Beirut: Despite battling the summer heat in Lebanon without air conditioning, Judge Faisal Makki avoids drinking too much water because the toilets at Justice Palace are broken. It works, but if you want to use it, you’ll need to bring your own paper and ink cartridges, as the ministry can’t afford office supplies. State institutions have reached a state of disrepair that reflects Lebanon’s wider collapse amid a political crisis and economic turmoil that the World Bank has branded as one of the worst countries in the modern world.
Even in the corridors of power, the paint is peeling off and the lights are out. “There is no paper, no ink, no pens, no envelopes, no functioning toilets, not even running water,” Macchi, who has been a judge for 21 years, told AFP. “I try not to drink water while I’m at work, so I don’t have to come home or go to the nearby attorney’s office just to use the restroom,” he said.
Staff members are sometimes trapped in elevators due to power outages, or forced to descend dark stairs with cell phone flashlights. I said I did. More civil servants are going on strike or staying at home with their employers’ approval. “The basic requirements of public institutions are no longer available,” Macchi said.
Lebanon’s downward spiral has faced inaction by officials who have yet to show a path out of a widely condemned three-year economic crisis. Congress, which has not yet approved a budget for 2022, has rarely convened since it was elected three months ago. Lebanon’s president and prime minister have not reached agreement on a new government since his outgoing cabinet’s term expired in May.
In recent years, public sector salaries have plummeted to $40 per month as the Lebanese pound has fallen more than 90% against the dollar on the black market. Her 50-year-old mother of two children, who has worked for the Home Office for 26 years, now has little motivation to go to work, she says. A civil servant in the eastern district of Beirut, who requested anonymity for fear of retaliation, now says she only shows up once every two weeks, which is just above the de facto threshold for resigning. .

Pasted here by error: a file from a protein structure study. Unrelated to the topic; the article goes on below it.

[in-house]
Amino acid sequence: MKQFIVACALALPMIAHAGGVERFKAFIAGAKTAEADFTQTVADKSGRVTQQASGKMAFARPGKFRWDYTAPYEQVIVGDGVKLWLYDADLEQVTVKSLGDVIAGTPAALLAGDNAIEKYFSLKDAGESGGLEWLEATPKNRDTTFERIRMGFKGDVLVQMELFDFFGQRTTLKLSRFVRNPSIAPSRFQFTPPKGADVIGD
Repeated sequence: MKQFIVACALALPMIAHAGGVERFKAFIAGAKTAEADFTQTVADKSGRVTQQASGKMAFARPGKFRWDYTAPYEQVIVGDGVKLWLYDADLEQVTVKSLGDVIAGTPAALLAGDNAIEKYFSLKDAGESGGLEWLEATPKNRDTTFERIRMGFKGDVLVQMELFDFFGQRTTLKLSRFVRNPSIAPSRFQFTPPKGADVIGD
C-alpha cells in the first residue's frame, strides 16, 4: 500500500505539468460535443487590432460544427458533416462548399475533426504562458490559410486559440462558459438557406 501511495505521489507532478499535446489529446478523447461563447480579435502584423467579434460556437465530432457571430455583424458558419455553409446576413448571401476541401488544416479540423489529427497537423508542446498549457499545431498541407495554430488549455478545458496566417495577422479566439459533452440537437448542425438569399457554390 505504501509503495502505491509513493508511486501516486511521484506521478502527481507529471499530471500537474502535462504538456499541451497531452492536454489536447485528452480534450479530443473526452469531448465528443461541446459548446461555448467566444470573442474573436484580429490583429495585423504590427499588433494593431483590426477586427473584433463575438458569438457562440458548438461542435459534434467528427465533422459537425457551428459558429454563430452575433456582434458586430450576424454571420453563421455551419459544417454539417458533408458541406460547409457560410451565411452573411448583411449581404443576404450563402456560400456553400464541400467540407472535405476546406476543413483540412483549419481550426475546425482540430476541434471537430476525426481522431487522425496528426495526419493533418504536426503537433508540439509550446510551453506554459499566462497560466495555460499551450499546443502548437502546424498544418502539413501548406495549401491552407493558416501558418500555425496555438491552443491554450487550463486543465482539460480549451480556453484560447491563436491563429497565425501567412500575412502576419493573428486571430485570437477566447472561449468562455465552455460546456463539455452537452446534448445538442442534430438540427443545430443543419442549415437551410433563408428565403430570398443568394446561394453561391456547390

With no electricity, employees have to climb seven flights of stairs in the dark to reach the office, she said. “The tiles on the stairs are missing,” she said. “Every time I go up or down, I risk breaking my neck.” The woman, whose monthly salary has dropped from $1,600 to about $75, said she never imagined things would get this bad. “The embodiment of poverty is being an employee of the Lebanese state,” she said.
Across Lebanon, corrupt institutions have deprived citizens of the most basic services. A power outage in parliament forced lawmakers to postpone the session, and at one point this year the Ministry of Internal Affairs ran out of passports. The Lebanese army can barely afford to pay and feed its soldiers, forcing many to quit or take second jobs. The Ministry of the Environment has yet to fully repair the damage caused by the massive and deadly Beirut port explosion in August 2020. “The door is still broken and won’t close,” Environment Minister Nasser Yassin told AFP, adding that bulkheads and false ceilings were still in disrepair.
Some meeting rooms have no lights and employees bring their own toilet paper. The main municipal building in the northern city of Tripoli, which was set on fire last year by demonstrators enraged by the economic crisis, is a striking example of the decline of the state. Its employees work in offices with crumbling soot-covered walls, no air conditioning, and little lighting. “The situation is getting worse and worse,” said former Tripoli mayor Riyad Yamak, who was sacked in September over political unrest. “We are headed for total collapse and pervasive chaos.” – AFP